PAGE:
The Circs So Far: The 10 Most Popular Books in Our K-4 School Library
Now that we’re back into the swing of things after winter break, I thought I’d fire up the computer and look at which books have been checked out the most in my school library, count them down 10-1, and draw a couple conclusions.
10. Become a Pokemon Trainer
Pokem0n is one of those things that you thought would have faded in popularity long ago. But Pokemon has legs, people. This DK Reader has been checked out or on hold all year long. Side note: three cheers for books on popular topics written at a low level.
9. Prince of the Elves (Amulet, Book #5) by Kazu Kibuishi
I’m somewhat surprised that this is (Circs So Far Spoiler Alert) the only graphic novel that appears on this list. Could be that we’ve added to the GN collection to the point where students are reading a wider range of titles, rather than the focus staying on just a couple. Whatever the reason, I’m not surprised an Amulet book is the lone graphic novel representative on this countdown.
8. Bad Kitty: Drawn to Trouble by Nick Bruel
The illustrated novel continues to be a popular format, and this recent addition to the Bad Kitty series has been making the rounds nicely. But here’s my big question: Is that Nick Bruel’s hand on the cover, or a hand model??
7. The LEGO Adventure Book, Vol. 2 by Megan Rothrock
The two most popular requests in our library? LEGO books and … (Circs So Far Teaser Alert) a book series that you will see at the top spot on this list. These adventure books look great and have the step-by-step LEGO building goods inside.
6. Buzz Boy and Fly Guy by Ted Arnold
I’ve talked before (while utterly mangling Shakespeare) about how there should be more books in the sort of zone occupied by Fly Guy: funny, sort-of-cute-but-not-too-cute, and basic with the vocab. This series remains popular in my library and this is the book that popped up to the top.
5. Tales from a Not-So-Smart Miss Know-It-All (Dork Diaries, Book #5) by Rachel Renee Russell
I love how many kids are excited about this series, but man, can I not keep the titles straight. Can we stick to numbers? This is Number 5 in the series. Also, it’s Number 5 on this list.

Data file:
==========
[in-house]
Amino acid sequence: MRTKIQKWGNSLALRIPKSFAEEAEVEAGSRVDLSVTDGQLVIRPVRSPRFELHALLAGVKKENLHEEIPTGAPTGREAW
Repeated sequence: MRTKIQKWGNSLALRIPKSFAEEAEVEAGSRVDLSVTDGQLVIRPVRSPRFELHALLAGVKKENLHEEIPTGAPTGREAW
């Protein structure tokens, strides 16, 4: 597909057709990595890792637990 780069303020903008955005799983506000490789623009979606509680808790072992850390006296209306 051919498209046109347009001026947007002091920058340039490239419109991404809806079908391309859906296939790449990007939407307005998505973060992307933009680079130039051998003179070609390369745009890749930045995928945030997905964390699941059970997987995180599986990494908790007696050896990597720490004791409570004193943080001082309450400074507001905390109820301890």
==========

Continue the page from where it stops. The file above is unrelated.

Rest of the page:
4. Wonder by R.J. Palacio
The popularity of this book continues to be very strong. I love how after a teacher reads it aloud to his/her class, students want to check it out and read it again.
3. The 13 Story Treehouse by Andy Griffiths and Terry Denton
Another heavily illustrated chapter book series – I’m sensing a trend here (see conclusions below). Andy Griffiths visited our school last year, and that was just the spark needed to send his treehouse books into the popularity stratosphere at my school. The 26 Story Treehouse also has a ton of checkouts.
2. Invasion of the UFONuts (The Adventures of Arnie the Doughnut, Book #2) by Laurie Keller
This series (and the last one) are the two that students ask about most often – they can’t wait for the next book. I can’t blame them – this series is incredibly fun to read. The next book, The Spinny Icky Showdown arrives on November 3, 2015.
1. Minecraft Handbook (Series)
It made sense to me to lump these books together, because as a group they generate a ton of buzz. Can’t have enough.
When I look at this list, a few takeaways appear…
Illustrations: Safe at any age. With the exception of just one book (Wonder), all the books on the list have illustrations or images of some kind. I’m not breaking news here, but it’s clear that all ages are drawn to books with visuals.
Humor is king. Funny books make up half of the list. When humor is done right, it’s irresistible.
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About Travis Jonker
Travis Jonker is an elementary school librarian in Michigan. He writes reviews (and the occasional article or two) for School Library Journal and is a member of the 2014 Caldecott committee. You can email Travis at email@example.com, or follow him on Twitter: @100scopenotes.
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